EPFL BioE Talks SERIES "The Challenges and Promises of DNA as Programmable Biomaterial"


Event details

Date 07.12.2020
Hour 16:3017:00
Speaker Prof. Maartje M.C. Bastings, Institute of Materials and Institute of Bioengineering, EPFL, Lausanne (CH)
Location Online
Category Conferences - Seminars

(note that this talk is number two of a double-feature seminar - see details of the first talk here)

DNA-nanotechnology offers unprecedented control over the precise structure and location in a nanostructure since each element has a unique sequence. In the DNA-origami method, a 7-kilobase “scaffold” strand is self-assembled with hundreds of shorter “staple” strands to form a parallel array of double helices.[1] Using this method, one can approximate any desired three-dimensional shape up to the size of a small virus.[2][3] The technology suffers however from inherent stability challenges when used in cellular environments.[4]

In this talk, I will start with a brief overview of the DNA nanotechnology principles and will go into depth on stabilization solutions that allow for cellular manipulation using DNA architectures.[5][6] We developed DNA-nanostructures with the aim to selectively target cells as well as study the shape related cellular uptake in various cell types.[7] Finally, I will touch upon our activities to explore precise activation of the immune system through controlled maturation of dendritic cells. By systematic screening of immune-pathway activation of DNA-origamis combined with antigens and danger-signals, we are making small steps into a better understanding of the complex mechanisms of our immune system. This knowledge holds potential to be translated toward the development of vaccines for autoimmune diseases and cancer.

[1]P. W. K. Rothemund, “Folding DNA to create nanoscale shapes and patterns,” Nature, 440, 7082, 297–302, 2006.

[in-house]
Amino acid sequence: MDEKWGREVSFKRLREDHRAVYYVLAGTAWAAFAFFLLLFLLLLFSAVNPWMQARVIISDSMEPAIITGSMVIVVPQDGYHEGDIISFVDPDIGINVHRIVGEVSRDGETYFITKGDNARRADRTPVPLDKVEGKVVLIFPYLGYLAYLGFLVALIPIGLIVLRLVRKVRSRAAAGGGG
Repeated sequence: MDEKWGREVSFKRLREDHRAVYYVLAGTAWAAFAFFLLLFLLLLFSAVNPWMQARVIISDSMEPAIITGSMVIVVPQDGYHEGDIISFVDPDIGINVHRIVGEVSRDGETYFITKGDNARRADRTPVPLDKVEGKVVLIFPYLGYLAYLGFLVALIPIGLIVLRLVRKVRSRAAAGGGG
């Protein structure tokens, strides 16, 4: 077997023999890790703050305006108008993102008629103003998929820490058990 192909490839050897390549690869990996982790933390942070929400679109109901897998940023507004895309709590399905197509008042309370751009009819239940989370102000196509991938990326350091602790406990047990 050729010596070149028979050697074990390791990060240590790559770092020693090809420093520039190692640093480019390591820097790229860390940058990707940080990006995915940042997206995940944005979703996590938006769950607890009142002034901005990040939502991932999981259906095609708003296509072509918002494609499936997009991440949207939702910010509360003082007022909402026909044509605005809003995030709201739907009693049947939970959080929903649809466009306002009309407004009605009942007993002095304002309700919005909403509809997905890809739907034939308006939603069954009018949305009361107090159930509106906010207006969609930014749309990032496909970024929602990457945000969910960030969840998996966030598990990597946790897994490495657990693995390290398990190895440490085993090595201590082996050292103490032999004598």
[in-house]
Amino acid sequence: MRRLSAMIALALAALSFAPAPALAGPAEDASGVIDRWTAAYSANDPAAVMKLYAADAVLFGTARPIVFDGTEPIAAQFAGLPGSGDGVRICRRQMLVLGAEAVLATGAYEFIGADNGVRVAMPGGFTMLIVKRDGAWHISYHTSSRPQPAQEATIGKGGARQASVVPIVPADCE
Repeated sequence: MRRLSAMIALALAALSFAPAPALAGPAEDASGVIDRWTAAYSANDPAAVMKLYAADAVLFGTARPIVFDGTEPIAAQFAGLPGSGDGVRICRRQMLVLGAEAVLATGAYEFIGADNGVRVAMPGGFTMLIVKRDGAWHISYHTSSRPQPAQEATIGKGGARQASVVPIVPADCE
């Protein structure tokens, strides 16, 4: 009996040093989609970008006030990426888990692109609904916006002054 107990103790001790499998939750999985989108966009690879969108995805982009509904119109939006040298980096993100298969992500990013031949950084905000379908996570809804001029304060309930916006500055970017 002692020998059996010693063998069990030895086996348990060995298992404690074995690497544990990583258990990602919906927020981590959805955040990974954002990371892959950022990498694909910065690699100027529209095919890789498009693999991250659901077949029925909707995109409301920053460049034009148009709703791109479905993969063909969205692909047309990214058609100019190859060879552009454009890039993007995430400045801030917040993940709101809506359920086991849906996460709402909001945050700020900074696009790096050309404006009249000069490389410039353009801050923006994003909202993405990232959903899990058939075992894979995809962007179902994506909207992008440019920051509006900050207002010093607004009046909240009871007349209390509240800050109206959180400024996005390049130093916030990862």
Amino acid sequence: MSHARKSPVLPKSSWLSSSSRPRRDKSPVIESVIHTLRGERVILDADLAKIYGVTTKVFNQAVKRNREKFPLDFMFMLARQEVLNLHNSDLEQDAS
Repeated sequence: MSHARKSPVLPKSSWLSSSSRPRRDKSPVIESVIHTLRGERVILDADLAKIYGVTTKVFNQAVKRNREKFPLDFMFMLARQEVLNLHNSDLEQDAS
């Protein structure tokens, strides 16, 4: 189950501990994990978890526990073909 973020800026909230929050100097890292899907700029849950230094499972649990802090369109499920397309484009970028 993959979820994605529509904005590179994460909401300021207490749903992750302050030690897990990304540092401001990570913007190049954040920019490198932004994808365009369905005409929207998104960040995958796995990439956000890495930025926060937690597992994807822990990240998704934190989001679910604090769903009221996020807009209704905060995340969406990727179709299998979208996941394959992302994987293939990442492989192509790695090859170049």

[2]S. M. Douglas, H. Dietz, T. Liedl, F. Graf, W. M. Shih, and B. Högberg, “Self-assembly of DNA into nanoscale three-dimensional shapes,” Nature, 459, 7245,  414–418, 2009.
[3]H. Dietz, S. M. Douglas, and W. M. Shih, “Folding DNA into twisted and curved nanoscale shapes,” Science, 325, 5941, 725–30, 2009.
[4]J. Hahn, S. F. J. Wickham, W. M. Shih, and S. D. Perrault, “Addressing the Instability of DNA Nanostructures in Tissue Culture,” 8, 9, 8765-8775, 2014
[5]N. Ponnuswamy et al., “Oligolysine-based coating protects DNA nanostructures from low-salt denaturation and nuclease degradation,” Nat. Commun., 8, 15654, 2017.
[6]H. Bila, E. E. Kurisinkal, and M. M. C. Bastings, “Engineering a stable future for DNA-origami as a biomaterial,” Biomater. Sci., 2019.
[7]M. M. C. Bastings et al., “Modulation of the Cellular Uptake of DNA Origami through Control over Mass and Shape,” Nano Lett., 2018.

Maartje Bastings, PhD (1984), studied Biomedical Engineering at the Eindhoven University of Technology (2003-2008). University of California, Santa Barbara and California Institute of Technology, Pasadena. Maartje combined her undergraduate studies in Biomedical Engineering with a professional education in classical flute on the Fontys Conservatory, Tilburg (BMus, 2007).
She performed her PhD research in the group of prof.dr. E.W. (Bert) Meijer, working on the understanding of multivalent binding mechanisms for directed targeting and the development of dynamic biomaterials for tissue engineering and successfully defended her thesis titled “Dynamic Reciprocity in Bio-Inspired Supramolecular Materials” in September 2012. Her thesis was awarded the University Academic Award (2013) for best university-wide PhD thesis.
From November 2012 – December 2016, Maartje worked as a postdoctoral fellow at the Wyss Institute / Harvard University in Boston, USA.
Since January 2017, she is appointed at EPFL as tenure track assistant professor, heading the Programmable Biomaterials Laboratory (PBL). Her quest is to use DNA as a precision engineering tool to unravel the role of spatial organization in multivalent interactions.

Zoom link (with registration) for attending remotely: https://go.epfl.ch/EPFLBioETalks

IMPORTANT NOTICE: due to restrictions resulting from the ongoing Covid-19 situation, this seminar can be followed via Zoom web-streaming only, following prior one-time registration through the link above.

Practical information

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